While two music award events vie for pole position in proclaiming the best of the best on the local scene, the bottom line remains that this is ultimately always a personal choice, no matter what anyone’s results show, and here are mine. Of the several albums, most of them quite impressive too, released in 2010 the first of my Top 3 is Red Electrick’s Vine Lady – a collection of songs that reflects not only the band’s youthful energy, but also their ingrained passion to seek out exciting melodies. Next up, Nomad Son’s The Eternal Return is a powerful confirmation of this band’s rise in popularity, transcending the local scene and making an indelible impression on the international Doom metal scene. In third place, after much deliberation between Airport ImpressionsMinutes of a lifetime, Winter MoodsArgento, London-based Fraser’s A Garden At The Top Of The Tree and Chasing Pandora’s The Driver And The Dancer, I finally opted for the latter because of its subtlety in slipping melodies into the songs rather than putting them at the forefront, and also because of the left-of-centre gusto lying at the core of the songs. One album I particularly liked that has yet to be officially released was The Lesser GodsFreedom Fields, but since it is so far only available for streaming, I’ve decided to give it a special mention and file it under next year’s releases.

In the singles department, my top 3 picks were K.O.I.’s Tears In Your Eyes, which oozed a certain immediacy that I found irresistible; hot on its heels, Airport Impressions’ Walk With Me, easily the best track off their debut album and Bletchley Park’s Waterfall, packed an equally powerful punch. There actually were a lot of good singles this year, among them Eve Ransom’s Bleed, Saving AlexisLipstick Lies, Stolen Creep’s Lector Spector, Red Electrick’s Jail Bail, Ellie & The OscarsPretty Rival, Kristina Casolani’s Get Out and Claudia Faniello’s I Hate This Song, the latter marking the first step towards a new musical direction for the promising singer.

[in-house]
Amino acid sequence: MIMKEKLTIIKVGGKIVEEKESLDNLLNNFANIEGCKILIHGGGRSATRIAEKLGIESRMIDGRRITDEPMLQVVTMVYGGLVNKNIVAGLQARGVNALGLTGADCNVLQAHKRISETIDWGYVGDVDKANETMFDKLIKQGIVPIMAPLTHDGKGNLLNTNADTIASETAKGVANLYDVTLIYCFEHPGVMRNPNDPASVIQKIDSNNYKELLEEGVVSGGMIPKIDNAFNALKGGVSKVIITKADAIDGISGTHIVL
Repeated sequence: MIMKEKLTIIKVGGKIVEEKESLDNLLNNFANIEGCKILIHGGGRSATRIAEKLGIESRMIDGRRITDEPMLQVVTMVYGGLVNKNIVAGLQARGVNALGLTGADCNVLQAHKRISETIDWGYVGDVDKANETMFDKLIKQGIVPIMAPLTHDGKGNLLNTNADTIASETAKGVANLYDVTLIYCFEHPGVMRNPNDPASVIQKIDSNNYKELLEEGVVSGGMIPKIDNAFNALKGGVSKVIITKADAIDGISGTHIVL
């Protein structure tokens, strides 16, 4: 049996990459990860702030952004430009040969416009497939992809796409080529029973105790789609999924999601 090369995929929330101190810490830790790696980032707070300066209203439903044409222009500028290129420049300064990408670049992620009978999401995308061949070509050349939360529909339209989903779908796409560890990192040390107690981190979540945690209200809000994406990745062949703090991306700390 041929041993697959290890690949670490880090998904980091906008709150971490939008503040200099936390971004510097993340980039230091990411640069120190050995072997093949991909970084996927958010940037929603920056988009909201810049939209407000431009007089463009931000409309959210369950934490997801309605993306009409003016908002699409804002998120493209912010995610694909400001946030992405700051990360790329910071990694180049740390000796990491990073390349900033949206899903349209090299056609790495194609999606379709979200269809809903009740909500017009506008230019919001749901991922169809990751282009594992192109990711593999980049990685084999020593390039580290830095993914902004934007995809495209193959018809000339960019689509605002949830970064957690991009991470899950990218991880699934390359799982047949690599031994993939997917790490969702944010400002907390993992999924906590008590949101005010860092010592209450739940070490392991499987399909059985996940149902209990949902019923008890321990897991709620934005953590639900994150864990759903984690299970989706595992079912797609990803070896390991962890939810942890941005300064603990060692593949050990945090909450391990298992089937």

It’s encouraging to see so many new bands emerging with powerful and catchy singles getting played on the radio, but it is important that bands remain true to their art and resist conforming to fit the requirements of some radio station or other, as this defeats the progress and the purpose of art itself. A special mention here goes to Freddie Portelli, a veteran of the local scene who continues to release original songs – in both Maltese and English – on a regular basis on his own terms.

Another medium that local bands seem to be getting more interested in is the music video, quite possibly because YouTube’s immediate and well-connected network frees the bands of any radio dependency to get their music heard. Of the videos that surfaced this year, I particularly liked Red Electrick’s Who The Heck Is REK for its zany Tarantino-esque spoof, Skimmed’s Napoleon for its surreal sketches and Bark Bark Disco’s I Love You Tonight, for the way its engaging animation embraces the song’s lo-fi essence.

On the live front, Malta has had a significant number of live gigs this year, including some top flight commercial acts like The Prodigy, Faithless, Elton John and Rod Stewart (well!), a record-breaking headlining concert by Winter Moods, an above-par Jazz Festival, the Tea reunion and as anticipated, an explosive Brikkuni & Xtruppaw double-bill. Quite a few alternative acts graced our shores too, among them UK-based Maltese duo South Central (a true revelation), the multi-talented Maltese-Australian Nicky Bomba, foreign artists Adem, Nancy Elizabeth, James Blackshaw, Evokateur, Ill Bill, Beardyman, Adam Ficek and, just the other week, a superb Subpop double treat featuring US singer-songwriter Daniel Martin Moore and Montreal-based duo Handsome Furs, the latter giving an amazing performance in true rock ‘n roll tradition. It would help in no small way to see support - public and otherwise – for such events increase, as without it there is little chance that local promoters will stage similar events in the future.

Last but not least I would like to mention ROCKNA, a radio show which airs every Friday on Radio 101 at 7.15pm. It is the only show of its kind, totally dedicated to promoting the local rock scene thanks to a mixture of live interviews with bands and playlists brimming with songs by Maltese artists. Ideally, more radio shows would feature a higher percentage of music by Maltese bands and artists, not because they are Maltese, but because there are plenty of good quality songs by local artists to choose from, and there’s plenty more still to come in 2011, with Scream Daisy, The Rifffs, Brikkuni, Xtruppaw, Stalko, Joe Mizzi, Carrie Haber, Ivan Filletti and possibly more bands all set to release new albums next year. Until then, have a Happy New Year!